Unfortunately, a limitation of prior art catheters with multiple exit holes, such as the catheter taught by Eldor, is that during low pressure delivery of fluid medication the fluid tends to exit only through the exit hole(s) nearest to the proximal end of the infusion section of the catheter tube. This is because fluids flowing through a tube more readily exit through the exit holes offering the least flow resistance. The longer the flow path followed by the fluid in the lumen, the higher the flow resistance and pressure drop experienced by the fluid. The most proximal holes offer the least flow resistance and pressure drop. Therefore, the fluid tends to exit the catheter tube primarily through these exit holes. As a result, the fluid medication is delivered only to a small region within the wound area. The tendency of the fluid to undesirably flow only through the most proximal exit holes depends upon the hole size, the total number of exit holes, and the flow rate. As the hole size or number of holes increases, the fluid becomes more likely to exit only through the most proximal holes. Conversely, as the flow rate increases, the fluid becomes less likely to do so.

The tendency of the fluid to undesirably exit only through the most proximal holes of the catheter can in some cases be overcome by increasing the flow rate or pressure of the fluid, which causes the fluid to flow through more of the exit holes of the catheter. Indeed, if the flow rate or pressure is sufficiently high, the fluid will flow through all of the exit holes. However, sometimes it is medically desirable to deliver medication at a relatively slow rate, i.e., at a low pressure. Also, even in those cases in which high pressure fluid delivery is acceptable or desirable, prior art catheters do not provide for uniform fluid delivery along the infusion section of the catheter. Rather, the flow rate through the exit holes nearer to the proximal end of the infusion section tends to be greater than that through the exit holes nearer to the distal end. This is because the fluid passing through the more proximal holes experiences a lower flow resistance and pressure drop. In contrast, the fluid flowing through the more distal holes experiences greater flow resistance and pressure drop, and consequently exits at a lower flow rate. The further distal the hole, the lower the exit flow rate of the fluid. As a result, there is an uneven distribution of medication throughout the wound area.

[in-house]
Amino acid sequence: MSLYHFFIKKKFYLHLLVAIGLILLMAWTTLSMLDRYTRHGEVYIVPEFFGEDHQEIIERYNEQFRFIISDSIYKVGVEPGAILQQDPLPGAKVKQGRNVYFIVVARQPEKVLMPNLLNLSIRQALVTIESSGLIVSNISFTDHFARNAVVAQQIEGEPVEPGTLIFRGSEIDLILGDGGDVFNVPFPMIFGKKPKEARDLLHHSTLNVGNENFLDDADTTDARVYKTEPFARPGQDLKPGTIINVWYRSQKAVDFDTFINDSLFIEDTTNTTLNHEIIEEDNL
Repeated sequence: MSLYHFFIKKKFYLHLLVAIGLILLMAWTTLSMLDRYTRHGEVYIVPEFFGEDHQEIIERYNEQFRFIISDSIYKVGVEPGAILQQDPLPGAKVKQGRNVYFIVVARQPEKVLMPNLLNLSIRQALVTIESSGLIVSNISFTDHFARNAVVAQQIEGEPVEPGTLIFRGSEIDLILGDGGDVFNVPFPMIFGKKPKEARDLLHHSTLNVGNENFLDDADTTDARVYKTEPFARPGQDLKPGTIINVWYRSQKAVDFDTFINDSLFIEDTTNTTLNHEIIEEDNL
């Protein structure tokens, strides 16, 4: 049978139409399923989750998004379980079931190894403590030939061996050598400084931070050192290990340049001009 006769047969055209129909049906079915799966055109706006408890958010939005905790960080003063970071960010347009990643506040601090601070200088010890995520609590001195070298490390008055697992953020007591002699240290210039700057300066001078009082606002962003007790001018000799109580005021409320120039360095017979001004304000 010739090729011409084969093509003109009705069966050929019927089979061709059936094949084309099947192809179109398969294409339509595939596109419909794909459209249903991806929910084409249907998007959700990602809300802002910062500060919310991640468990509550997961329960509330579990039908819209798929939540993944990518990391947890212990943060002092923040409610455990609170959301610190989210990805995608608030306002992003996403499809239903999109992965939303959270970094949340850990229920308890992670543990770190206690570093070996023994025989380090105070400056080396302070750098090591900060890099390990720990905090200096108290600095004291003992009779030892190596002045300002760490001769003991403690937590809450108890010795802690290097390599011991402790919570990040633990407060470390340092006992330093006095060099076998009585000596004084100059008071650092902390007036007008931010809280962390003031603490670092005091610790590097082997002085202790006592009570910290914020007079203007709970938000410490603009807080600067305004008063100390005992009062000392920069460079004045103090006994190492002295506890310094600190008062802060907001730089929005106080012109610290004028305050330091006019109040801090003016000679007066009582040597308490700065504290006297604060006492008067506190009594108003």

In another known type of infusion catheter, several lumens are provided within a catheter tube. For each lumen, one exit hole is provided by piercing a hole within the wall of the tube. The exit holes are provided at different axial positions along the infusion section of the catheter tube. In this manner, fluid medication may be delivered to several positions within the wound area. While this configuration offers improved fluid distribution, it has some disadvantages. One disadvantage is that the fluid flow rates through the exit holes are not equal, since the more distal exit holes offer a greater flow resistance for the same reasons discussed above. Another disadvantage is that the number of lumens, and consequently the number of fluid exit holes, is limited by the small diameter of the catheter tube. As a result, fluid may be delivered only to a very limited number of positions within the wound area. Yet another disadvantage is that the proximal ends of the lumens must be attached to a complicated manifold which increases the cost of manufacturing the catheter.

An example of a catheter providing a more uniform dispensation of fluid medication throughout an infusion section of the catheter is illustrated by U.S. Pat. No. 5,425,723 to Wang. Wang discloses an infusion catheter including an outer tube, an inner tube concentrically enclosed within the outer tube, and a central lumen within the inner tube. The inner tube has a smaller diameter than the outer tube, so that an annular passageway is formed therebetween. The outer tube has a plurality of evenly spaced exit holes defining the infusion section of the catheter. In use, fluid flowing within the central lumen passes through strategically positioned side holes within the side walls of the inner tube. In particular, the spacing between adjacent side holes decreases along a length of the inner tube to induce more fluid to pass through the more distal side holes. The fluid then flows longitudinally through the annular passageway before exiting through the exit holes in the outer tube wall. In the annular passageway, the fluid can flow in a distal or proximal direction, depending on the location of the nearest exit hole in the outer tube. This configuration is provided to induce a more uniform exit flow rate of fluid from the catheter.